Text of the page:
Canada’s George Belliveau, also a plenary speaker, shares a remarkable story of healing in which veterans who served in Afghanistan collaborated with health and theatre researchers to produce and act in a play Contact!Unload, which has been performed for soldiers, veterans and civilians, including Canadian Parliament and England’s Prince Harry and was presented at the Invictus Games. A one-act version of the play, tracing the men’s inner struggles, survivor’s guilt and camaraderie, and their pathway towards healing, will be presented at the conference.
‘These veterans have journeyed from the battlefield to the counselling room to the theatre, where they perform their lived experiences’, George said.
Vegar Rangul, from Norway, examines an integrated program of music, song and movement for employees in health care, and Michael Camit and Kevin Bathman discuss the Pink Sari Melodies Song-writing Competiton, which increased NSW breast screening in women from India and Sri Lanka by 17%.
Mixing music and intergenerational collaboration, plenary speaker Andrea Creech discusses musical pathways as a source of life strengths that nurture resilient and creative later life, and explores how creative musical social networks support feelings of belonging and worth.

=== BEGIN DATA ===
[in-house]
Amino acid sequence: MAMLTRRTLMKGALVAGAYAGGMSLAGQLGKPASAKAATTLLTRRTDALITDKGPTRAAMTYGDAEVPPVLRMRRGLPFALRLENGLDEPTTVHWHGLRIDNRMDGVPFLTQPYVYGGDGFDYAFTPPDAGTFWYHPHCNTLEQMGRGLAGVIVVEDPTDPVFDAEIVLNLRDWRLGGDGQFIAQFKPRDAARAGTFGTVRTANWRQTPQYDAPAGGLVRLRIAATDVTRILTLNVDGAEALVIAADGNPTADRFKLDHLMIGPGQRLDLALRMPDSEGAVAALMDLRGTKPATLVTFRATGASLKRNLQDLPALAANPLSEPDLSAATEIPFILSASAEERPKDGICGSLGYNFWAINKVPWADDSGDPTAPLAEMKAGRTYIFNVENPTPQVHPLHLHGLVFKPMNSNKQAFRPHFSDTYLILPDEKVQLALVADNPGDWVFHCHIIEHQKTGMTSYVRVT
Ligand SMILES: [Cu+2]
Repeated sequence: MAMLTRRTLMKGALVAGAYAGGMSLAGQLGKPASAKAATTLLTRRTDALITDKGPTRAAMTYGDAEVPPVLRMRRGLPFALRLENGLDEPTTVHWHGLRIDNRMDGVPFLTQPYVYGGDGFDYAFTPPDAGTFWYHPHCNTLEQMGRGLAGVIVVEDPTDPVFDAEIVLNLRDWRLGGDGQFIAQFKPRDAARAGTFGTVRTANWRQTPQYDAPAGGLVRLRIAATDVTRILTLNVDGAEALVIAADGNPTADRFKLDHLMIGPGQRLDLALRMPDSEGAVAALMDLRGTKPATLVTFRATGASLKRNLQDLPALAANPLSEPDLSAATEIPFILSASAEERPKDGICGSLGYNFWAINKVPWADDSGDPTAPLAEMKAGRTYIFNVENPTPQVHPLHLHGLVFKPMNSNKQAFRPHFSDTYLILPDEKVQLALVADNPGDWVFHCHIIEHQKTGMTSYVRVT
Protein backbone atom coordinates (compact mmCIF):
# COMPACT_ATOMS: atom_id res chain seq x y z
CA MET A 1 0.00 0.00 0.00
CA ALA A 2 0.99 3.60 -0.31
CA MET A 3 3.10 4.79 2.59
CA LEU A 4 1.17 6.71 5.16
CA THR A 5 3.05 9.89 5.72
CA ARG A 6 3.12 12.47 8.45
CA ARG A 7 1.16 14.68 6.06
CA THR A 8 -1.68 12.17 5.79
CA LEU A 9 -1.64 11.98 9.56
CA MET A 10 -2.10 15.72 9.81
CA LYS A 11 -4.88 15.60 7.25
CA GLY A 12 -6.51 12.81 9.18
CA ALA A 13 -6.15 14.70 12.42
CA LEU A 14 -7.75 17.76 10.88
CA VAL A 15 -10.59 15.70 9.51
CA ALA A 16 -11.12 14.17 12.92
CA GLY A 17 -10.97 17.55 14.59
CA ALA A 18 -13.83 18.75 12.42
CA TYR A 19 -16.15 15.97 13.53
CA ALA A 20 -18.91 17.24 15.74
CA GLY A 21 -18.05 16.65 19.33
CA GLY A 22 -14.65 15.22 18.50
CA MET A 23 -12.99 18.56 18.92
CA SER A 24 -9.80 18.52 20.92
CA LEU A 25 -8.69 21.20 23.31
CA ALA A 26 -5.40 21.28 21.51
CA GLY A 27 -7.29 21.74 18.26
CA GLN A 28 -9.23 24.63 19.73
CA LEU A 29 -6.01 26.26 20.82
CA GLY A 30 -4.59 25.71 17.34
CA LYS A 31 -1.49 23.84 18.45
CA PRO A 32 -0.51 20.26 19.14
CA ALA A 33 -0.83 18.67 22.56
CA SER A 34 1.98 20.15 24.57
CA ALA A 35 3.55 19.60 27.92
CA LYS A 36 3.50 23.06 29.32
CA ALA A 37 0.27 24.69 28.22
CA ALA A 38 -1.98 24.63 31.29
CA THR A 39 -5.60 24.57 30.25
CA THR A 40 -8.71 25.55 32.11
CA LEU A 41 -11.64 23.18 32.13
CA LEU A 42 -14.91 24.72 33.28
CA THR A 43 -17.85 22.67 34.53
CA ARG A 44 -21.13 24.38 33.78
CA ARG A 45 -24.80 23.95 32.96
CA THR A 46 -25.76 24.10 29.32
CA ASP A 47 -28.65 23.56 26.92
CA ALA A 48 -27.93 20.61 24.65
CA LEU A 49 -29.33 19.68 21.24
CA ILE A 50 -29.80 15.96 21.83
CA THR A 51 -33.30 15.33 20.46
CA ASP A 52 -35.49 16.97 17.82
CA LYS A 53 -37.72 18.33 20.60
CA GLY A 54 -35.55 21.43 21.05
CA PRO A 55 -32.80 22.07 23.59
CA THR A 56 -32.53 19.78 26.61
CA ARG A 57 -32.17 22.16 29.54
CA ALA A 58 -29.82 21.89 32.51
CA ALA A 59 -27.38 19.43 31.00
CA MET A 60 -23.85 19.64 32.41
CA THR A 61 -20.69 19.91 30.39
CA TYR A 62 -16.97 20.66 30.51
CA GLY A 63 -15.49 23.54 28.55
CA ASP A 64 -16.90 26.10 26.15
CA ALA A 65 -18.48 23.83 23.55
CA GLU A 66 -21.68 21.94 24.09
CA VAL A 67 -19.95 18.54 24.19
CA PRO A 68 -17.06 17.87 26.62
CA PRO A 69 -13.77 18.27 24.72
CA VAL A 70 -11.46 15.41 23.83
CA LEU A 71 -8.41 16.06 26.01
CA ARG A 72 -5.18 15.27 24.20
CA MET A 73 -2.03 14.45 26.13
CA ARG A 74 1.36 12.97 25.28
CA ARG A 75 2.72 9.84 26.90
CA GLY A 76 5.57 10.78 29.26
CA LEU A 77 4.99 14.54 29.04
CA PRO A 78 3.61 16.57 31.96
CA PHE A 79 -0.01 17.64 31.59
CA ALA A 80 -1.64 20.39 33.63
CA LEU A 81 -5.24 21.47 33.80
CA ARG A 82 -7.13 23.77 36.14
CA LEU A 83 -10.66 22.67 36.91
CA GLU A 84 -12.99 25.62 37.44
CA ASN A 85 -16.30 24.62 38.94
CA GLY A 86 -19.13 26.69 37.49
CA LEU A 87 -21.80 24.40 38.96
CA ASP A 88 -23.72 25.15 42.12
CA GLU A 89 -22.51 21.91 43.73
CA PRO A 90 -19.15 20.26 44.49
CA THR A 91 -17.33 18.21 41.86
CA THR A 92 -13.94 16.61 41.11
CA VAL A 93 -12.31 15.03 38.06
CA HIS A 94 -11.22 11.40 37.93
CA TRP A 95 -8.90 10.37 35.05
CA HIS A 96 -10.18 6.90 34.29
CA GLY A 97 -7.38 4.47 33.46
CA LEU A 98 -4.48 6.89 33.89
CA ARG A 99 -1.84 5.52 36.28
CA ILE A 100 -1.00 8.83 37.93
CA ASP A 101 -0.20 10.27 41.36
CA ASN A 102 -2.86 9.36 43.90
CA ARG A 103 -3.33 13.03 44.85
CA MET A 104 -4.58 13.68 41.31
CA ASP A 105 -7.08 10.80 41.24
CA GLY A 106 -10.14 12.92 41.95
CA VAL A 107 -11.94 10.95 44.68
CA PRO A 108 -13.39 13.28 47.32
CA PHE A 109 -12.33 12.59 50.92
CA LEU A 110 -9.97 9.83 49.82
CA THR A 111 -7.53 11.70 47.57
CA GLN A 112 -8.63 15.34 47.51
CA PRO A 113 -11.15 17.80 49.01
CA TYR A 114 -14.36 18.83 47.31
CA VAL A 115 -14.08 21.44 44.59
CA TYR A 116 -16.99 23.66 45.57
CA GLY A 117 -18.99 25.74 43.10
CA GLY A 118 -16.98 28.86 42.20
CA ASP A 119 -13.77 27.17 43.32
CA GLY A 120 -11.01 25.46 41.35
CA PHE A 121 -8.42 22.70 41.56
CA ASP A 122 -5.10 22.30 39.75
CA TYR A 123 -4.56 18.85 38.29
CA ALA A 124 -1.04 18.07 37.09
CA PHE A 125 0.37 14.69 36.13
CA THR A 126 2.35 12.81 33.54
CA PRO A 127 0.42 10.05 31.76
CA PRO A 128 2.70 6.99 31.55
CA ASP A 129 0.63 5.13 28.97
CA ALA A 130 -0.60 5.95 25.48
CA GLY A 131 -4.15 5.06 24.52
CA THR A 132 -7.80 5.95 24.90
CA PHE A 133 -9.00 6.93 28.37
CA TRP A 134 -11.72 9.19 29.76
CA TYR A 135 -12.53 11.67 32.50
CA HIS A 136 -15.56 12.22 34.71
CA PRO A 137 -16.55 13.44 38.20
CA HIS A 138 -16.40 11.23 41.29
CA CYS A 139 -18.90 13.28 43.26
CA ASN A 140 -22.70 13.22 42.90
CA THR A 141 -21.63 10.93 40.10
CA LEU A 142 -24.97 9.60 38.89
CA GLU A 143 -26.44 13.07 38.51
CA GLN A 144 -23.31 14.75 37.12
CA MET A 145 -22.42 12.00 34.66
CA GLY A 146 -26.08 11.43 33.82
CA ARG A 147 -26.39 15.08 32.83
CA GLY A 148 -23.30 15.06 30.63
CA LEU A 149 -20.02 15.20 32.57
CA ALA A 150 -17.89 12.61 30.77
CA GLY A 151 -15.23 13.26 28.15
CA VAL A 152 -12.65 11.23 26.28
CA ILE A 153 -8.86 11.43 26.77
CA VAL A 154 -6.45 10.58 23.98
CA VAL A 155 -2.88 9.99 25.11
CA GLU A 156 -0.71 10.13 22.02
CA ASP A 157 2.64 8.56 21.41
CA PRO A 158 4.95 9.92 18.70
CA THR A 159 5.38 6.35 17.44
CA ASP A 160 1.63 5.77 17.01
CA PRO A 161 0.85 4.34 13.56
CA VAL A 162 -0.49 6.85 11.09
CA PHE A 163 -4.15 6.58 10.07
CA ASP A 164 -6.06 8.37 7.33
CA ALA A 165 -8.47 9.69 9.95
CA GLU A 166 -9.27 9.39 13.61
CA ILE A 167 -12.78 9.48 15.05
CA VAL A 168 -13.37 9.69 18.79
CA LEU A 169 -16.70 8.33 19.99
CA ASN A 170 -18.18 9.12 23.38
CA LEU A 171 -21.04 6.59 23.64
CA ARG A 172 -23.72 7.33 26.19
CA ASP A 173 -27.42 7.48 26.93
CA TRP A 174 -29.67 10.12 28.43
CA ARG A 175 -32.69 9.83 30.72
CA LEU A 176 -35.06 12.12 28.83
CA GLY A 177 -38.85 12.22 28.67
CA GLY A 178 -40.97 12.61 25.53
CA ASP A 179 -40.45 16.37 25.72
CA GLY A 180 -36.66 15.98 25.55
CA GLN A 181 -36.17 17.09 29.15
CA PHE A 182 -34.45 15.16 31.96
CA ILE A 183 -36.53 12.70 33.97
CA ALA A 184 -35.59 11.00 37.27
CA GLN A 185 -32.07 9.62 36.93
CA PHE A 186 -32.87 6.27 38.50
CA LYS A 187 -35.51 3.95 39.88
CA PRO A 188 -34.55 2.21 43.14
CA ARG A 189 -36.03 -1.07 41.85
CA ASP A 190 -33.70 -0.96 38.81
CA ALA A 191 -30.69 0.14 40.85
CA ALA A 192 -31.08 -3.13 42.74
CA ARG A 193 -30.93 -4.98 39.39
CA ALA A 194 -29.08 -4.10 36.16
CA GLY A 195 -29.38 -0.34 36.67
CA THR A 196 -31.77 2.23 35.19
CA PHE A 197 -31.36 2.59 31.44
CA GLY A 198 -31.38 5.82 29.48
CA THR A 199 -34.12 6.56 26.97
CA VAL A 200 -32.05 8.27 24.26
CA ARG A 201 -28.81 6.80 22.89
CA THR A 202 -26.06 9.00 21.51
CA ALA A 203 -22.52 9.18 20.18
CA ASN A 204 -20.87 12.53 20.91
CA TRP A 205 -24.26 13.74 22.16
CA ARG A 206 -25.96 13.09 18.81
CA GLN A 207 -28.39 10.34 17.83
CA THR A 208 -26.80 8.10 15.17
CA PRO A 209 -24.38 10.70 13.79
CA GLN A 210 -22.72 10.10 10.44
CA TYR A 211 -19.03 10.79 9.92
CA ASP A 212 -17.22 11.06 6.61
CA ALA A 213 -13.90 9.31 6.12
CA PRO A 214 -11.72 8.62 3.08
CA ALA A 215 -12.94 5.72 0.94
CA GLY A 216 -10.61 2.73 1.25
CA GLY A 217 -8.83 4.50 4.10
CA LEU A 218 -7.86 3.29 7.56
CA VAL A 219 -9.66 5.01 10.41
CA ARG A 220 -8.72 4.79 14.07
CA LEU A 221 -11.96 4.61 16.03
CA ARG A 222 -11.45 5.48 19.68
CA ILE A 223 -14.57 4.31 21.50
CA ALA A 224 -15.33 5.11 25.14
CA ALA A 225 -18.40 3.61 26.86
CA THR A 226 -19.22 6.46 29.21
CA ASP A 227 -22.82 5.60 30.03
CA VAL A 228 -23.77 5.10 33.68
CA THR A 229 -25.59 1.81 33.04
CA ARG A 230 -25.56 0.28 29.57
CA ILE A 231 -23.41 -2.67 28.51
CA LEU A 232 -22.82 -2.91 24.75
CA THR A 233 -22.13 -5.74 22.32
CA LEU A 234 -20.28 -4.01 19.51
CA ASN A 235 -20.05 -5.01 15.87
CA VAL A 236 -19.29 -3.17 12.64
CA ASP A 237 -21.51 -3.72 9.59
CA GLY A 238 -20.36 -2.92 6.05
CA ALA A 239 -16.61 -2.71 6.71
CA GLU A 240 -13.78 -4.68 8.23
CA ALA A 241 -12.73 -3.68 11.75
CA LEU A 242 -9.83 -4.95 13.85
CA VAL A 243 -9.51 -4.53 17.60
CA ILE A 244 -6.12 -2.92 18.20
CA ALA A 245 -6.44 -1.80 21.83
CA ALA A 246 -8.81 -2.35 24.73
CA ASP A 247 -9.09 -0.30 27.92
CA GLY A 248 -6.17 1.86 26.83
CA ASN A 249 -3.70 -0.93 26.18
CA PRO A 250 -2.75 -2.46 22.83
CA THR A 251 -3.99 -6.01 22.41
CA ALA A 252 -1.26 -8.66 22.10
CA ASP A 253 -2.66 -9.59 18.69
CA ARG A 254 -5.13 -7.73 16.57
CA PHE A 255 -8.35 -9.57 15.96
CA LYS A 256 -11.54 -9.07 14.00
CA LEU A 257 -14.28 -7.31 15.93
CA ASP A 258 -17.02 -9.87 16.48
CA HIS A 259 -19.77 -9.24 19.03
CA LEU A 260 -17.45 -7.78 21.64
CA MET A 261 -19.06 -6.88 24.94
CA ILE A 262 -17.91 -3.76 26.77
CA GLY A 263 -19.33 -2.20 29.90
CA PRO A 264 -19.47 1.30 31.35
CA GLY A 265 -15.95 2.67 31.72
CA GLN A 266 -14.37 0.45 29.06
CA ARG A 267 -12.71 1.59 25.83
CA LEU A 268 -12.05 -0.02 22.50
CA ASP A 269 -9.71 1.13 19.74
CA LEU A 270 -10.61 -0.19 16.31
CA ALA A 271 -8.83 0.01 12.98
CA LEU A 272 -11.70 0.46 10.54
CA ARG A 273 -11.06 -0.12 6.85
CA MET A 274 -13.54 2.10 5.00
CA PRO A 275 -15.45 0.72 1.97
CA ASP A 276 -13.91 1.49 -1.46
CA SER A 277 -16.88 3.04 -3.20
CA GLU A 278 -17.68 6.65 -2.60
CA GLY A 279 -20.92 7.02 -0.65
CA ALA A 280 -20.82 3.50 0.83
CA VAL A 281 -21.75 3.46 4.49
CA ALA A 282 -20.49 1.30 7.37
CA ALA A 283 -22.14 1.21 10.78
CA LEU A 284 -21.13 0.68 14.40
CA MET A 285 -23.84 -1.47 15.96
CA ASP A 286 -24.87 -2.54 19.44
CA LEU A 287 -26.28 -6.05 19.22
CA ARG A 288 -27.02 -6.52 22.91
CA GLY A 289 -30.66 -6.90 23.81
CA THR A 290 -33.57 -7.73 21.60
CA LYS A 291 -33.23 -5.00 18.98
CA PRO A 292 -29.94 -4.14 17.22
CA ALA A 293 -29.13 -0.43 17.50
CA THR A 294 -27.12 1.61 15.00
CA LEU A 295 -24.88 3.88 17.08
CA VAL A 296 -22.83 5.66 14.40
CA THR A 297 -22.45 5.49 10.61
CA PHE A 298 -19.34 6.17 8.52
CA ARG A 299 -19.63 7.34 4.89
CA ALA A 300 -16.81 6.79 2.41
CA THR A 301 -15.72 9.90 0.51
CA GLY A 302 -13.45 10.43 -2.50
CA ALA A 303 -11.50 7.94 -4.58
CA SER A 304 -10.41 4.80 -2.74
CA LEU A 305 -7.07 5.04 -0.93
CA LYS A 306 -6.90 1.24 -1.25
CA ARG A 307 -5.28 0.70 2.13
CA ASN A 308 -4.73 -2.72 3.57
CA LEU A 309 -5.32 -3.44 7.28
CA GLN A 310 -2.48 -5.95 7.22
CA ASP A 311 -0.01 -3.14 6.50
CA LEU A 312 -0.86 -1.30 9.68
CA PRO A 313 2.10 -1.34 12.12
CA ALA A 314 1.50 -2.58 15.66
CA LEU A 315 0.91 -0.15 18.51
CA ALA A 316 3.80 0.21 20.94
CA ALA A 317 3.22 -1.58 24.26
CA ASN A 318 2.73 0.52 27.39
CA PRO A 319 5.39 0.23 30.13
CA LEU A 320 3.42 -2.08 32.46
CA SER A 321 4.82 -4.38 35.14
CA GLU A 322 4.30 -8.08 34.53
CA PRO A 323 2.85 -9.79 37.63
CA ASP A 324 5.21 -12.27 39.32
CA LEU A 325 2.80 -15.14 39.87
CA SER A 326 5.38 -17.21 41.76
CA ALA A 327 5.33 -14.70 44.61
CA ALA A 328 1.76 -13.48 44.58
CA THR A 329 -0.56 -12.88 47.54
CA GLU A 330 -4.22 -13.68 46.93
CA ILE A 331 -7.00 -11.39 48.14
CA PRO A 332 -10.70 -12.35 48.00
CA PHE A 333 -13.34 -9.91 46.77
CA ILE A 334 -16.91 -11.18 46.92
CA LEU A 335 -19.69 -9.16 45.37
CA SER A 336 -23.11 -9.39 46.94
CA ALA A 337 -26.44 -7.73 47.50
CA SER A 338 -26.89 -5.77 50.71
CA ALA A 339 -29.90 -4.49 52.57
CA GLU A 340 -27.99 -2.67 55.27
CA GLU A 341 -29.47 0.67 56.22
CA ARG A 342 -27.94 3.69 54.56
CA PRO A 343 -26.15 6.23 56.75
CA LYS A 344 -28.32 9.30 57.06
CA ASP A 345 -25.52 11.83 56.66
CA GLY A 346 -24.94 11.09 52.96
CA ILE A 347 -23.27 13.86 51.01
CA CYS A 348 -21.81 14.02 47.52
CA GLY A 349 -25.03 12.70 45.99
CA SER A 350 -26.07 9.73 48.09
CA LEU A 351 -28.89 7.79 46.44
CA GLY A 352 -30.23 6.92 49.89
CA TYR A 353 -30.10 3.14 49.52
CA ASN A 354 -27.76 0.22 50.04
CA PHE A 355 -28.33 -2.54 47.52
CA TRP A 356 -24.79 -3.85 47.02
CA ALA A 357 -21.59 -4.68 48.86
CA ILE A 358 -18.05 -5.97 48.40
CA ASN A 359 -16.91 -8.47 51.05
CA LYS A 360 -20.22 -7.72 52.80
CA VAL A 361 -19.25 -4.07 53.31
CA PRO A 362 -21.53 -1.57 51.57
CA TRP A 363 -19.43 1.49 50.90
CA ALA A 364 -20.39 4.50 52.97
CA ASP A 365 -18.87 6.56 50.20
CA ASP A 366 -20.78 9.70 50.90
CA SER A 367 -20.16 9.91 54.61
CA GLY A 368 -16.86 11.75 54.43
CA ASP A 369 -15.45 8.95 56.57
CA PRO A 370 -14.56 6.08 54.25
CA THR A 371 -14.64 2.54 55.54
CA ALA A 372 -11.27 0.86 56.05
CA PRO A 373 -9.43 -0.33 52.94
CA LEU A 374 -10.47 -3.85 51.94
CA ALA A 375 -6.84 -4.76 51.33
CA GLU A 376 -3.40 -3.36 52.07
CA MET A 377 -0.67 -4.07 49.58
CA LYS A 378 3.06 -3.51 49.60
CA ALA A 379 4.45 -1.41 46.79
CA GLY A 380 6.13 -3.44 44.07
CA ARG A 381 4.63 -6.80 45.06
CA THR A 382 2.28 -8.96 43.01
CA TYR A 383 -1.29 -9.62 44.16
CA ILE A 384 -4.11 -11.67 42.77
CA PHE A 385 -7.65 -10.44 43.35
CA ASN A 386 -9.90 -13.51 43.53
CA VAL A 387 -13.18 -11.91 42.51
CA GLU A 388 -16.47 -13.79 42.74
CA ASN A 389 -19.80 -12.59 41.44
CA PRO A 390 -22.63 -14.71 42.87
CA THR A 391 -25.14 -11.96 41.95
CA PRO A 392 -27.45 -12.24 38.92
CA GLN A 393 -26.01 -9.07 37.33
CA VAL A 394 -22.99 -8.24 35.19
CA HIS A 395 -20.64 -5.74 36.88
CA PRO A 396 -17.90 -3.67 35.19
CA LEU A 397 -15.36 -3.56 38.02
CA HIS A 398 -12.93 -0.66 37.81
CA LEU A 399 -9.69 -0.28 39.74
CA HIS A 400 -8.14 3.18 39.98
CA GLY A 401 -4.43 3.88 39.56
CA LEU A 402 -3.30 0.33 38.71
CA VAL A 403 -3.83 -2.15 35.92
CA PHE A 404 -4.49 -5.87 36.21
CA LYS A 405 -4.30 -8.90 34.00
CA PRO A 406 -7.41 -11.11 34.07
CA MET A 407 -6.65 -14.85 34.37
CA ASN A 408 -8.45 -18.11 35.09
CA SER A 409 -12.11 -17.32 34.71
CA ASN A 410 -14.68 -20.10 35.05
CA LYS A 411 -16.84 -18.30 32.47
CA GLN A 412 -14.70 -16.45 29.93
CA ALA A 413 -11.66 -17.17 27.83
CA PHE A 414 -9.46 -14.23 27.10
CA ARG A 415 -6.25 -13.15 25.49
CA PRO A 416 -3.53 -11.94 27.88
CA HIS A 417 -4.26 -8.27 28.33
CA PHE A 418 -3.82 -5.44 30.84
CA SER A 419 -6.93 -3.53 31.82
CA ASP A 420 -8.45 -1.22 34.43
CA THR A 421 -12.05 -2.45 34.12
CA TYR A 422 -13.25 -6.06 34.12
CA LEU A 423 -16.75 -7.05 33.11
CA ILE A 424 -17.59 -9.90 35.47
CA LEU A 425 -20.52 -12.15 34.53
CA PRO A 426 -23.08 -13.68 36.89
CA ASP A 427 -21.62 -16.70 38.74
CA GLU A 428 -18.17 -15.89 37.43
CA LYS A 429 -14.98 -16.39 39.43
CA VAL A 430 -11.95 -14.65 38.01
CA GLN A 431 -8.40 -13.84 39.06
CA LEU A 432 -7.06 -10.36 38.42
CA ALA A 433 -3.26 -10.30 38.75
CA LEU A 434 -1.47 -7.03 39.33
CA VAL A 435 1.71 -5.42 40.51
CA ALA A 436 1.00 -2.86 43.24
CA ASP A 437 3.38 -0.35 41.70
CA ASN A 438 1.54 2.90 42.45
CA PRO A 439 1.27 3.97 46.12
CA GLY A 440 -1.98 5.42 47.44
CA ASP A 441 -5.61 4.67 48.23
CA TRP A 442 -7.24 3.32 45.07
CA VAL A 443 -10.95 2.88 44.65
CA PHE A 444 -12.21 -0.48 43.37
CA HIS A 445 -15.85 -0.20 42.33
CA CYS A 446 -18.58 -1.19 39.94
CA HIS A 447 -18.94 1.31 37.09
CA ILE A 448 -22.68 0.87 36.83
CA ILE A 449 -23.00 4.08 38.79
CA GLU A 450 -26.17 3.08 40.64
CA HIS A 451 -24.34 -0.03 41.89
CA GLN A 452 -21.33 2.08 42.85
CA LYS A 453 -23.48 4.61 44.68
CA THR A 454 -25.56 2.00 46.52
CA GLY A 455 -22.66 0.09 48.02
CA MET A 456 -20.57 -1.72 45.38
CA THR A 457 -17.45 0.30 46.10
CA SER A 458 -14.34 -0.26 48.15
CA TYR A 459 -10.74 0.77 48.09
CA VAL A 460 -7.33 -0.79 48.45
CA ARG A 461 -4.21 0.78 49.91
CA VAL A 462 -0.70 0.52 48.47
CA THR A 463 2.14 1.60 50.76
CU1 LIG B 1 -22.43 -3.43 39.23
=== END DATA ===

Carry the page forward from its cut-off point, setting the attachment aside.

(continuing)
Creative writing can also impact well-being. Nicki Cassimatis shares how poetry helped her express and contain intense emotions, problem-solve and heal following a mid-life battle with depression and anxiety in Words to Raise Me Up, while Roslyn and Chris Poulos champion the concept of Arts on Prescription in Australia and discuss their program of participatory arts for people over 65 experiencing a range of health and wellbeing challenges including frailty, declining physical function, anxiety, depression, mild cognitive impairment, bereavement, social isolation and/or carer burden.
To find out more, go to the Australian Centre for Arts and Health website. #artshealth17
Were you excited or moved by a performance in 2017? Did a particular dancer deliver a stunning performance? Perhaps you saw some outstanding and innovative choreography?
Now is the time to submit your nominations for the 2018 Awards.
You might like to look at the eligible works list if you need help remembering what your saw in 2017. This list is collated throughout the year and is intended as a reminder only. If you think a work is missing please email the nominations coordinator.
For an effective nomination in the most appropriate category, you should read the selection criteria first and be sure to provide a meaningful and concise comment about why you think a performance/performer is exceptional and worthy.
Professional writers, teachers, designers etc. working extensively in the dance sector over several decades may also be nominated for an award for services to dance or serviced to dance education.